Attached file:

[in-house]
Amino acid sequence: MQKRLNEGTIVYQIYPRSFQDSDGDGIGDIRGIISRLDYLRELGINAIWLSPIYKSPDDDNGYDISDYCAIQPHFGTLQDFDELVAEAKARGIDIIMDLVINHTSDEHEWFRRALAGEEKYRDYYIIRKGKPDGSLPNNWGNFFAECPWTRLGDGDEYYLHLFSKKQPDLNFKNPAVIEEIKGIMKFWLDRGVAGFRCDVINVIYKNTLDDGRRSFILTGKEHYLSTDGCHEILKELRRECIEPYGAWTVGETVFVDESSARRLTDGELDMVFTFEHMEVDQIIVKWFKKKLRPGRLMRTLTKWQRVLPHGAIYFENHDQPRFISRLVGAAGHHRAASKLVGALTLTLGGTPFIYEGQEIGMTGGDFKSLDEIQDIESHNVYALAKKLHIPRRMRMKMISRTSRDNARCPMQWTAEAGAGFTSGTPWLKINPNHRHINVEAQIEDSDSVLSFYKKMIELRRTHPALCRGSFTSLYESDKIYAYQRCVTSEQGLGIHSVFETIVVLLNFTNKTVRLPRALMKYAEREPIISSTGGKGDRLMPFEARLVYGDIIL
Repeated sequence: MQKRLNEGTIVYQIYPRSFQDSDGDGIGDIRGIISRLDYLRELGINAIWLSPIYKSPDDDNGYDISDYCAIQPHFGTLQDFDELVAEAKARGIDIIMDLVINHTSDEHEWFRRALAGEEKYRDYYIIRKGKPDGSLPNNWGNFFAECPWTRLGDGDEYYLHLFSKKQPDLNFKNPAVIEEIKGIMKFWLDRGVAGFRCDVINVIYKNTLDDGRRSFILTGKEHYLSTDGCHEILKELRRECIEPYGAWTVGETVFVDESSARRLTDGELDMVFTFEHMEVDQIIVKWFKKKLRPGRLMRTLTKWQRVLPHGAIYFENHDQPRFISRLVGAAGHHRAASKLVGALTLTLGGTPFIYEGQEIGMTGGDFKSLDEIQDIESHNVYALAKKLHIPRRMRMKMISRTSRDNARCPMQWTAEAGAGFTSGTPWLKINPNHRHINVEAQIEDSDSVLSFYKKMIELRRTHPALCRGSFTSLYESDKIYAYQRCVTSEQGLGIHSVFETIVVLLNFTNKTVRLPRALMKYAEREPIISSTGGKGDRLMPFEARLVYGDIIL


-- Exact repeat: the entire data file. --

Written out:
[in-house]
Amino acid sequence: MQKRLNEGTIVYQIYPRSFQDSDGDGIGDIRGIISRLDYLRELGINAIWLSPIYKSPDDDNGYDISDYCAIQPHFGTLQDFDELVAEAKARGIDIIMDLVINHTSDEHEWFRRALAGEEKYRDYYIIRKGKPDGSLPNNWGNFFAECPWTRLGDGDEYYLHLFSKKQPDLNFKNPAVIEEIKGIMKFWLDRGVAGFRCDVINVIYKNTLDDGRRSFILTGKEHYLSTDGCHEILKELRRECIEPYGAWTVGETVFVDESSARRLTDGELDMVFTFEHMEVDQIIVKWFKKKLRPGRLMRTLTKWQRVLPHGAIYFENHDQPRFISRLVGAAGHHRAASKLVGALTLTLGGTPFIYEGQEIGMTGGDFKSLDEIQDIESHNVYALAKKLHIPRRMRMKMISRTSRDNARCPMQWTAEAGAGFTSGTPWLKINPNHRHINVEAQIEDSDSVLSFYKKMIELRRTHPALCRGSFTSLYESDKIYAYQRCVTSEQGLGIHSVFETIVVLLNFTNKTVRLPRALMKYAEREPIISSTGGKGDRLMPFEARLVYGDIIL
Repeated sequence: MQKRLNEGTIVYQIYPRSFQDSDGDGIGDIRGIISRLDYLRELGINAIWLSPIYKSPDDDNGYDISDYCAIQPHFGTLQDFDELVAEAKARGIDIIMDLVINHTSDEHEWFRRALAGEEKYRDYYIIRKGKPDGSLPNNWGNFFAECPWTRLGDGDEYYLHLFSKKQPDLNFKNPAVIEEIKGIMKFWLDRGVAGFRCDVINVIYKNTLDDGRRSFILTGKEHYLSTDGCHEILKELRRECIEPYGAWTVGETVFVDESSARRLTDGELDMVFTFEHMEVDQIIVKWFKKKLRPGRLMRTLTKWQRVLPHGAIYFENHDQPRFISRLVGAAGHHRAASKLVGALTLTLGGTPFIYEGQEIGMTGGDFKSLDEIQDIESHNVYALAKKLHIPRRMRMKMISRTSRDNARCPMQWTAEAGAGFTSGTPWLKINPNHRHINVEAQIEDSDSVLSFYKKMIELRRTHPALCRGSFTSLYESDKIYAYQRCVTSEQGLGIHSVFETIVVLLNFTNKTVRLPRALMKYAEREPIISSTGGKGDRLMPFEARLVYGDIIL